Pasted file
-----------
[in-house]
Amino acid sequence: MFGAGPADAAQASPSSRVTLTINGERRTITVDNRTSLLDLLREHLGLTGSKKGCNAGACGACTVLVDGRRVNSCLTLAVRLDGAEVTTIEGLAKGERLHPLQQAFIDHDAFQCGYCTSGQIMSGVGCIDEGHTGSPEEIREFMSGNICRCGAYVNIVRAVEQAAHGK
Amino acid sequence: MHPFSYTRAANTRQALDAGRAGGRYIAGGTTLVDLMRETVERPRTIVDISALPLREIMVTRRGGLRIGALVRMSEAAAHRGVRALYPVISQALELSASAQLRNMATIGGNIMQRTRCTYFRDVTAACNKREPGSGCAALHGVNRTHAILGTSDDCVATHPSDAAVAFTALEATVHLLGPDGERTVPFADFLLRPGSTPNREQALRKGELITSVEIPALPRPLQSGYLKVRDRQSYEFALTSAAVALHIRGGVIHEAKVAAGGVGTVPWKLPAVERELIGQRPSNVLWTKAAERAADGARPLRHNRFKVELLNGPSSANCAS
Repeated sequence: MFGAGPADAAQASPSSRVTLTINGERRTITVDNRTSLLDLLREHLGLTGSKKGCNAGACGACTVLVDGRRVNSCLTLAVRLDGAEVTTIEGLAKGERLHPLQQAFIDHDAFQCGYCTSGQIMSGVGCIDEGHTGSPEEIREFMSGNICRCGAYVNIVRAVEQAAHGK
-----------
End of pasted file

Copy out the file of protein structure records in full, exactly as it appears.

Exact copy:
[in-house]
Amino acid sequence: MFGAGPADAAQASPSSRVTLTINGERRTITVDNRTSLLDLLREHLGLTGSKKGCNAGACGACTVLVDGRRVNSCLTLAVRLDGAEVTTIEGLAKGERLHPLQQAFIDHDAFQCGYCTSGQIMSGVGCIDEGHTGSPEEIREFMSGNICRCGAYVNIVRAVEQAAHGK
Amino acid sequence: MHPFSYTRAANTRQALDAGRAGGRYIAGGTTLVDLMRETVERPRTIVDISALPLREIMVTRRGGLRIGALVRMSEAAAHRGVRALYPVISQALELSASAQLRNMATIGGNIMQRTRCTYFRDVTAACNKREPGSGCAALHGVNRTHAILGTSDDCVATHPSDAAVAFTALEATVHLLGPDGERTVPFADFLLRPGSTPNREQALRKGELITSVEIPALPRPLQSGYLKVRDRQSYEFALTSAAVALHIRGGVIHEAKVAAGGVGTVPWKLPAVERELIGQRPSNVLWTKAAERAADGARPLRHNRFKVELLNGPSSANCAS
Repeated sequence: MFGAGPADAAQASPSSRVTLTINGERRTITVDNRTSLLDLLREHLGLTGSKKGCNAGACGACTVLVDGRRVNSCLTLAVRLDGAEVTTIEGLAKGERLHPLQQAFIDHDAFQCGYCTSGQIMSGVGCIDEGHTGSPEEIREFMSGNICRCGAYVNIVRAVEQAAHGK